Upon implementation, your blog will be served as if it were installed in the root directory. The subdirectory will not be shown in any permalink URL, nor will it be referred to anywhere else in the site. Thus, if you aren’t planning on using the subdirectory to serve unique content, this method is all you need to ensure that plugins, scripts, and themes function properly in the root URL. For sites with multiple themes (such as this one), users will experience seamless theme presentation throughout the site, including the site root.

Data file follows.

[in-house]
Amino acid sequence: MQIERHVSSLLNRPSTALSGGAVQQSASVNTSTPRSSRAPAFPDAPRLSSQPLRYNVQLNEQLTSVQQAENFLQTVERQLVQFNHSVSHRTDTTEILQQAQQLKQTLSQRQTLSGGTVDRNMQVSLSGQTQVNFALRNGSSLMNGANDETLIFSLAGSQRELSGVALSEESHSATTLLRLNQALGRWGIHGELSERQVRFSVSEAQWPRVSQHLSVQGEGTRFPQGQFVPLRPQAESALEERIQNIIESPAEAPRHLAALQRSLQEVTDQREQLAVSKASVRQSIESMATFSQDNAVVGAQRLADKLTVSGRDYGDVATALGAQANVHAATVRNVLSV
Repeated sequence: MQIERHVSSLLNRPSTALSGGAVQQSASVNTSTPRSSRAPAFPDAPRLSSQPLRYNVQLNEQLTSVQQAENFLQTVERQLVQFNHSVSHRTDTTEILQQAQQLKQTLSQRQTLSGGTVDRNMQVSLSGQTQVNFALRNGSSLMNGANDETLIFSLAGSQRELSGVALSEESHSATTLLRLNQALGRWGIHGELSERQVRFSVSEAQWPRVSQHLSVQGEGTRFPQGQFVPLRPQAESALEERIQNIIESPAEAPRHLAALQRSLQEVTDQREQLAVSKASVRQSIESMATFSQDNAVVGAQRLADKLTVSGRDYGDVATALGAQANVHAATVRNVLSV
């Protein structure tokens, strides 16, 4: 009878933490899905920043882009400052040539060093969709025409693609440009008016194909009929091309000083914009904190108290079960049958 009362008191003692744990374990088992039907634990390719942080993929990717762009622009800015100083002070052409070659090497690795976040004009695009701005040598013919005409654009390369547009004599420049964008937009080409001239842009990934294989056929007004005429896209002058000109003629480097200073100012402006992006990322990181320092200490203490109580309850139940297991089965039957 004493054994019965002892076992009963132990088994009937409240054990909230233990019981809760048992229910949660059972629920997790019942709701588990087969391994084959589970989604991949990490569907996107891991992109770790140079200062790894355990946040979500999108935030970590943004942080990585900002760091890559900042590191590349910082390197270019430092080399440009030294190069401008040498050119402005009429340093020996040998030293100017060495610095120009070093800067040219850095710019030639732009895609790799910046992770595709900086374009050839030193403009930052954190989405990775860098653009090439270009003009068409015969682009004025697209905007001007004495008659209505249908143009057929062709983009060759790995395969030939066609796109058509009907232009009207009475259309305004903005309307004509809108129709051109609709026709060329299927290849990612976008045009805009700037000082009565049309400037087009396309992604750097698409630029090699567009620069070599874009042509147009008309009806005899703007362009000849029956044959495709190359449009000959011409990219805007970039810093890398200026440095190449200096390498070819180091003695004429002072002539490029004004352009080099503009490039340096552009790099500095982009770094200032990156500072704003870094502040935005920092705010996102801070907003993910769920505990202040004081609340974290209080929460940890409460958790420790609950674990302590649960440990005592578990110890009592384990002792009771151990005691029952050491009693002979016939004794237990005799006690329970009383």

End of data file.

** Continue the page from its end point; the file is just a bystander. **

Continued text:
On the other hand, for bloggers with subdirectory installations of WordPress that wish to continue using the subdirectory as a unique destination, the previous method of displaying your blog from the site root is not an option. Let’s use this site as an example. The site root is located at and WordPress is installed at I use this to my advantage by serving uniquely purposed content on each of these different pages. For the current theme, the root page features the latest article, while the subdirectory page is an archive view of the first 11 posts. As one who maintains multiple WordPress themes, I find this configuration to provide maximum flexibility.